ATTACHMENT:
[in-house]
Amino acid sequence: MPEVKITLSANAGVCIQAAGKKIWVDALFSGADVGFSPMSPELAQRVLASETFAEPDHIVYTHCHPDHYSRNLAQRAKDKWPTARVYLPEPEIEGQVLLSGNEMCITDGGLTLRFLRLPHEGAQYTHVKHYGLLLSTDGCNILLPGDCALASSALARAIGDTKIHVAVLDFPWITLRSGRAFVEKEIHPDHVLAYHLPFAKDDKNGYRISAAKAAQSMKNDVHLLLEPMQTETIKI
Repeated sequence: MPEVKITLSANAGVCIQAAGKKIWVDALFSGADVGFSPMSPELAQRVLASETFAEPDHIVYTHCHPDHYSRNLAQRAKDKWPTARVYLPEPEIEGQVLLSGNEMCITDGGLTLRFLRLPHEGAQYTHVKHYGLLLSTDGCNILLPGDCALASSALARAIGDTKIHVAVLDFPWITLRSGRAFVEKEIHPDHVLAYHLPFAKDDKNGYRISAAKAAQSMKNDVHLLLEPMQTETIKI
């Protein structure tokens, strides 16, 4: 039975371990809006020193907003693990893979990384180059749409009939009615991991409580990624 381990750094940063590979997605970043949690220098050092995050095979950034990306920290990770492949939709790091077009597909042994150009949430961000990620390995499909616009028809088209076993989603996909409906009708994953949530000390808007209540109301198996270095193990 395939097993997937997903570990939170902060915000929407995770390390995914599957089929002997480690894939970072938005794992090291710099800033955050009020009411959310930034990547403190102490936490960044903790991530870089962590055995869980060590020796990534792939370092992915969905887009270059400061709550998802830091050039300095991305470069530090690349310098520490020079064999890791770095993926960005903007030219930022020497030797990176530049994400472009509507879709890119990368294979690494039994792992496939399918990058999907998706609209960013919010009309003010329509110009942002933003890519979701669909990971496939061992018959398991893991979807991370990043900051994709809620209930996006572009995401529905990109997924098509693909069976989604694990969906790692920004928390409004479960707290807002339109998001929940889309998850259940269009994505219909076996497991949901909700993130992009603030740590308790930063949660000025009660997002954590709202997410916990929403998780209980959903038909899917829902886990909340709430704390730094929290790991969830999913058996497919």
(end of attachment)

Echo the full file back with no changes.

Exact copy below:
[in-house]
Amino acid sequence: MPEVKITLSANAGVCIQAAGKKIWVDALFSGADVGFSPMSPELAQRVLASETFAEPDHIVYTHCHPDHYSRNLAQRAKDKWPTARVYLPEPEIEGQVLLSGNEMCITDGGLTLRFLRLPHEGAQYTHVKHYGLLLSTDGCNILLPGDCALASSALARAIGDTKIHVAVLDFPWITLRSGRAFVEKEIHPDHVLAYHLPFAKDDKNGYRISAAKAAQSMKNDVHLLLEPMQTETIKI
Repeated sequence: MPEVKITLSANAGVCIQAAGKKIWVDALFSGADVGFSPMSPELAQRVLASETFAEPDHIVYTHCHPDHYSRNLAQRAKDKWPTARVYLPEPEIEGQVLLSGNEMCITDGGLTLRFLRLPHEGAQYTHVKHYGLLLSTDGCNILLPGDCALASSALARAIGDTKIHVAVLDFPWITLRSGRAFVEKEIHPDHVLAYHLPFAKDDKNGYRISAAKAAQSMKNDVHLLLEPMQTETIKI
């Protein structure tokens, strides 16, 4: 039975371990809006020193907003693990893979990384180059749409009939009615991991409580990624 381990750094940063590979997605970043949690220098050092995050095979950034990306920290990770492949939709790091077009597909042994150009949430961000990620390995499909616009028809088209076993989603996909409906009708994953949530000390808007209540109301198996270095193990 395939097993997937997903570990939170902060915000929407995770390390995914599957089929002997480690894939970072938005794992090291710099800033955050009020009411959310930034990547403190102490936490960044903790991530870089962590055995869980060590020796990534792939370092992915969905887009270059400061709550998802830091050039300095991305470069530090690349310098520490020079064999890791770095993926960005903007030219930022020497030797990176530049994400472009509507879709890119990368294979690494039994792992496939399918990058999907998706609209960013919010009309003010329509110009942002933003890519979701669909990971496939061992018959398991893991979807991370990043900051994709809620209930996006572009995401529905990109997924098509693909069976989604694990969906790692920004928390409004479960707290807002339109998001929940889309998850259940269009994505219909076996497991949901909700993130992009603030740590308790930063949660000025009660997002954590709202997410916990929403998780209980959903038909899917829902886990909340709430704390730094929290790991969830999913058996497919």